Gordon McMillan

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Gordon McMillan from 1948 Michiganensian

Gordon "Gymie" McMillan (born c. 1927) is a former ice hockey player who was a member of the Michigan Wolverines team that won the first NCAA Frozen Four ice hockey championship in 1948. He played four years of hockey at Michigan from 1946-1949 and broke the school's scoring record with 210 career points.

Moose Jaw Monarchs[edit]

McMillan grew up in Moose Jaw, Saskatchewan,[1] where he played center for the Moose Jaw Monarchs. In April 1945, the Monarchs traveled to Lethbridge, Alberta to play the Lethbridge Native Sons for the western Canada juvenile hockey championship.[2] McMillan, described as the team's "star centre" and a "starry redhead who is the mainspring of the Moose Jaw attack," was left behind in Moose Jaw because his father was seriously ill.[2] However, he arrived in Lethbridge by plane on the morning of the first game,[2] and scored four goals and an assist, as his heads-up hockey and "fast break-aways kept the crowd in a dither."[3] The Monarchs won the series in two games, and McMillan was the high scorer with six goals and an assist.[4] One month after the championship, McMillan's 42-year-old father, a hockey coach who had been recently discharged from the Royal Canadian Air Force, died in Moose Jaw.[5]

University of Michigan[edit]

In the fall of 1945, McMillan enrolled at the University of Michigan to play hockey for Wolverines' coach Vic Heyliger. McMillan played four years of hockey at Michigan, from 1946-1949, and was the team's leading scorer all four years.[6] As a freshman in January 1946, McMillan and teammate Wally Grant both scored hat tricks in a game against McMaster University from Hamilton, Ontario.[7]

As a junior in 1948, McMillan broke Michigan's all-time scoring record, which had been set by the team's coach, Vic Heyliger, with 116 points. McMillan, who would exceed the record by nearly 100 points by the time he was finished, broke the record with Heyliger on the bench as coach in a February 1948 game against Michigan Tech; McMillan earned six points on four goals and two assists in the game.[8] The 1948 team led by McMillan, Wally Grant, Wally Gacek and Al Renfrew won the first NCAA Frozen Four ice hockey championship. Four teams were selected to play in the first NCAA ice hockey championship, held at the Broadmoor World Arena in Colorado Springs, Colorado. The four teams to play in the inaugural Frozen Four were Michigan, Boston College, Dartmouth and Colorado College. In the championship game against Dartmouth, McMillan scored two goals, as Michigan won 8-4.[9][10] McMillan and teammate Wally Gacek scored goals five seconds apart in the third period against Dartmouth, which remains a record for the fastest consecutive goals in the championship round.[9][11] The hockey title capped off a year in which Michigan had also won the Rose Bowl and the conference basketball championship.[12]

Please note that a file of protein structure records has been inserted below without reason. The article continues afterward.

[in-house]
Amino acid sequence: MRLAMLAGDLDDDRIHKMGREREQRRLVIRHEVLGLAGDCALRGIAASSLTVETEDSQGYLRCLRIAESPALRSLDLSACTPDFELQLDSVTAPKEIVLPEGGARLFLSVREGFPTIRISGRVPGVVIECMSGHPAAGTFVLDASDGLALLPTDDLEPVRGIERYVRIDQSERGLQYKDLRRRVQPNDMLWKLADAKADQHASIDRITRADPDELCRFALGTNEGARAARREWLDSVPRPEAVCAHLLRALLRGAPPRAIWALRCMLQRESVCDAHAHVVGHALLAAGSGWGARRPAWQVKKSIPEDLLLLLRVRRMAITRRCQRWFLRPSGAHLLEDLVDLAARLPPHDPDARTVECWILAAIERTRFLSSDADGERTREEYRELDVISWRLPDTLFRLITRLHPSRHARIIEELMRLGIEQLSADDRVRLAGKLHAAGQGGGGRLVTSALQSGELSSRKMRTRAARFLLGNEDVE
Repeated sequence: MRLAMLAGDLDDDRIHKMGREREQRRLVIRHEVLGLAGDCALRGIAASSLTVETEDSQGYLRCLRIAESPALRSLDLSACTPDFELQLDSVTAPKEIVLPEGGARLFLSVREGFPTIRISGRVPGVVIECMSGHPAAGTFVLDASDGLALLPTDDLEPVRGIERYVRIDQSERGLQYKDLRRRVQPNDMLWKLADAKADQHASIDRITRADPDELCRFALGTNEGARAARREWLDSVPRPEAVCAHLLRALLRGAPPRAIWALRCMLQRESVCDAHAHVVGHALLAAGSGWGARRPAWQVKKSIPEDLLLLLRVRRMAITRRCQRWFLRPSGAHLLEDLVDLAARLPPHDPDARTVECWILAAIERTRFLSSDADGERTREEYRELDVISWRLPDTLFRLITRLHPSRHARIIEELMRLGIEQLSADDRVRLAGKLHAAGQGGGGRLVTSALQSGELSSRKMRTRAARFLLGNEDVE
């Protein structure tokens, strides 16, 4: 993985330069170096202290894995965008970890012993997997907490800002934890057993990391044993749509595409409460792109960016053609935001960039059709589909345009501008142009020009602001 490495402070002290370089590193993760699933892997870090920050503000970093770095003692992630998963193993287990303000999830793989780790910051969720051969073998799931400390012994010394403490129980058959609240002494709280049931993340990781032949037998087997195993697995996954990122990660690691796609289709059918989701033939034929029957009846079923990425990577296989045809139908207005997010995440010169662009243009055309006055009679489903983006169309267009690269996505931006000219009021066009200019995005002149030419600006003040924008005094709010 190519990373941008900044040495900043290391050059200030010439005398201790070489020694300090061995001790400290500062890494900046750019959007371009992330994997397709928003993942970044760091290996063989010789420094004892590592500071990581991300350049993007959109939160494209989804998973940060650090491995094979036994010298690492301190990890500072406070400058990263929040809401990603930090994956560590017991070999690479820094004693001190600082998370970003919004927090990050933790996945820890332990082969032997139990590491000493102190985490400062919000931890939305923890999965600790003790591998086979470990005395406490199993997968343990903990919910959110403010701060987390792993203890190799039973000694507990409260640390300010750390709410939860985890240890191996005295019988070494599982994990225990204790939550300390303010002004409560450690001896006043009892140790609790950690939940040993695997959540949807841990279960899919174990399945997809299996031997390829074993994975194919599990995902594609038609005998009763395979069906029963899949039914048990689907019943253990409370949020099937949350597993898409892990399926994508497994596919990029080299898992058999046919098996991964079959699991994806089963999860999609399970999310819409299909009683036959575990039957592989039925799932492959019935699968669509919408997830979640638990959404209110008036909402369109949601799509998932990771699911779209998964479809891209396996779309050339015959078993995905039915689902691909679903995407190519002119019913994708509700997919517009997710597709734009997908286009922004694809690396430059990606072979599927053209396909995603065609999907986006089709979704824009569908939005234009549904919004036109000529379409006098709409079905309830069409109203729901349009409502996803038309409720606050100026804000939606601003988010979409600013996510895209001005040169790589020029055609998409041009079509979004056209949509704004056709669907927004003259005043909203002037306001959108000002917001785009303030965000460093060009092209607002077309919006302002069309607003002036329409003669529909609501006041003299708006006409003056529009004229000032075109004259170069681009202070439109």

As a senior in 1949, McMillan had career highs with 36 assists and 60 points. (His career-high in goals was 30 in 1948.)[6] Though Michigan did not repeat as NCAA champions in 1949, they did advance to the Frozen Four. They were beaten by Dartmouth 4-2 in a semi-final game. In his final game in a Michigan jersey, the Frozen Four consolation game in March 1949, McMillan scored a hat trick, earning five points on three goals and two assists.[13]

McMillan's four-year scoring record at Michigan was as follows:[6]

Year Games Goals Assists Points
1946 23 29 27 56
1947 21 14 21 35
1948 21 30 29 59
1949 25 24 36 60
Total 90 97 113 210

Professional hockey[edit]

McMillan played professional hockey briefly in the 1949-1950 season for the Ryan-Sarnia-Hettche team in the International Hockey League. He played in 12 games and scored 3 goals and 6 assists.[14]

See also[edit]

References[edit]

  1. ^ "Gordon McMillan". Deckers Blue Line Club Hall of Fame (University of Michigan). Retrieved 2009-02-25. 
  2. ^ a b c "Moose Jaw Squad Makes Impression: Star Centre Arrives". Lethbridge Herald. 1945-04-05. 
  3. ^ "Moose Jaw Speedsters ___ Native Sons 11-8: McMillan Stars In Overtime Contest; Second Game Tonight". Lethbridge Herald. 1945-04-05. 
  4. ^ "McMillan, Wood Top Scorers". Lethbridge Herald. 1945-04-07. 
  5. ^ "Moose Jaw Canucks' Coach Dies Suddenly". Lethbridge Herald. 1945-05-09. 
  6. ^ a b c John U. Bacon (2001). Blue Ice: The Story of Michigan Hockey, p. 415. University of Michigan Press. ISBN 0-472-06781-8. 
  7. ^ "Michigan Wins". The Record-Eagle (Traverse City). 1946-01-30. 
  8. ^ "Sees Record Fall". The News-Palladium. 1948-02-03. 
  9. ^ a b Theodore A. Breidenthal (1996-12-02). "Golden moments: Ice hockey championship celebrates 50th anniversary". The NCAA News. 
  10. ^ Madej, Bruce (1997). Michigan: Champions of the West, p. 104. Sport Publishing. ISBN 1-57167-115-3. 
  11. ^ http://web1.ncaa.org/web_files/stats/m_ice_hockey_champs_records/2006/2006_d1_m_ice_hockey_champ_records.pdf
  12. ^ "Michigan Adds Puck Title to Growing Sports Record". Oakland Tribune. 1948-03-22. 
  13. ^ "Wolves Win Consolation Hockey Tilt". The News-Palladium. 1949-03-02. 
  14. ^ "Gordon McMillan". Hockeydb.bom.